Despite continuing risks, many big-debt nations are pulling ahead

George M. Salem likens the developing-country debt situation to Mt. St. Helens. ''We don't know when the debt crisis will erupt again,'' says the bank stock analyst with Donaldson, Lufkin & Jenrette.

There has been much progress in dealing with the debt problem. Argentina has reached a tentative agreement with the International Monetary Fund on a domestic austerity program in return for a loan. Brazil and Mexico, the two largest debtors, have enjoyed huge increases in their trade surpluses. Mexico has negotiated a long-term rescheduling of its bank debts, eliminating annual hassles over debt payments.

Further, interest rates have nosed down from their summer peak. That saves the developing countries billions. Mr. Salem knows all this. Nonetheless, he says, ''the situation is far too unstable for it to remain dormant much into 1985.''

The Mexican debt crisis of 1982 shows that trouble in one Latin American nation quickly transfers to lender fears and financing problems for other countries. Salem says that ''there is validity to a domino effect. The Latin American LDCs (less-developed countries) are especially closely linked, and there is a rub-off effect from any adversity.''

He speculates on various events that might stir up the crisis again: Argentina could break off talks with the IMF and the commercial banks as a result of union pressure for high wages. Mexico, Venezuela, and Nigeria could suffer a sharp loss in creditworthiness, should oil prices and production plunge. Brazil's new president, to be elected Jan. 15, could announce he will be tough on the banks and the IMF.

Philippine President Ferdinand Marcos or Chilean dictator Augusto Pinochet might be overthrown, prompting chaos in their countries. A large debtor nation could ask for a multibillion-dollar jumbo loan of fresh money and is refused by the banks. Regulators could mandate reserves or write-offs on loans to a major debtor or two - say Argentina. Banks then would be less willing to lend.

Of course, none of these may happen. And if one of these events does occur, it need not start a chain reaction. But what if a ''worst-case scenario'' occurs - if several of the major debtor countries default at once?

''Nobody knows,'' says William B. Dale, former deputy managing director of the IMF. ''You have to play it by ear.''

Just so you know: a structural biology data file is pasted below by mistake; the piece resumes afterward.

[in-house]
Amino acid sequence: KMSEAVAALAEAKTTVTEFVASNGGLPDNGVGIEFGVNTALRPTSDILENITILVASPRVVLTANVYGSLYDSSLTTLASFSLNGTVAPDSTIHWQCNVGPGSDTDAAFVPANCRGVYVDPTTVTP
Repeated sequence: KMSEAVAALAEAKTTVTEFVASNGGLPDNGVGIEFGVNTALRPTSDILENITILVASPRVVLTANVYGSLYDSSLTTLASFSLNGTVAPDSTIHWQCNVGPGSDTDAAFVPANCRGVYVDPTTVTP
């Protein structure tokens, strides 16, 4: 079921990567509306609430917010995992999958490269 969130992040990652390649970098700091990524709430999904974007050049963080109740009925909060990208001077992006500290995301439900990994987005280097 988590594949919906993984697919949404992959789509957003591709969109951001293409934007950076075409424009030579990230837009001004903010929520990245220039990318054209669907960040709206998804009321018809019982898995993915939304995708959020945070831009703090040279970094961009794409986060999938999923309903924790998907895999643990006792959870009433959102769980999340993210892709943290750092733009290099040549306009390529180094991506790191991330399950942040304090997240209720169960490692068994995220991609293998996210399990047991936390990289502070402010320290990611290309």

Nonetheless, Mr. Dale, who served 10 years until last June at the IMF, says he remains an optimist. He recalls developments after Mexico told the fund on July 23, 1982, that it would not be able to continue meeting payments on its external debt. ''It appeared we might be on the edge of that worst-case scenario ,'' he said. ''So we scrambled around.''

The rescue operation ''may not have been clean and intellectually satisfying, '' he said. But it was a success. Similarly today, if a worst-case event actually occurs, ''something'' can be done, he figures.

Another reason for his optimism is the progress already made by the debtor countries. In a recent lecture at the Fletcher School of Law and Diplomacy at Tufts University, Dale noted that ''balance-of-payments adjustment in most of the heavily indebted countries has proceeded faster and further than could reasonably have been envisaged - or was envisaged - earlier.''

To many, he says, a global problem of debt should have a global and systematic solution. For instance, the Cartagena group of 11 Latin American nations has met several times and issued a call for a meeting with creditor countries to deal with the international debt crisis. In late September agreement was reached for the IMF Interim Committee and the joint World Bank/Fund Development Committee to hold extended meetings next April. Management of the debt problem will be discussed in a medium- to long-term framework.

Mr. Dale does not expect these discussions ''to alter significantly the characteristics of the handling of the debt problem, either substantively or procedurally.'' In fact, he prefers the present country-by-country approach: ''With adjustment ahead of schedule and growth beginning to come through (in the developing countries), shifting course would be a hazardous exercise indeed for these countries.''

So, for the time being, the world's financial officials will sit on the flanks of their debtor volcano, dealing with any eruptions on a case-by-case basis. And Mr. Salem will continue to recommend against holding money-center bank stocks for the long term.

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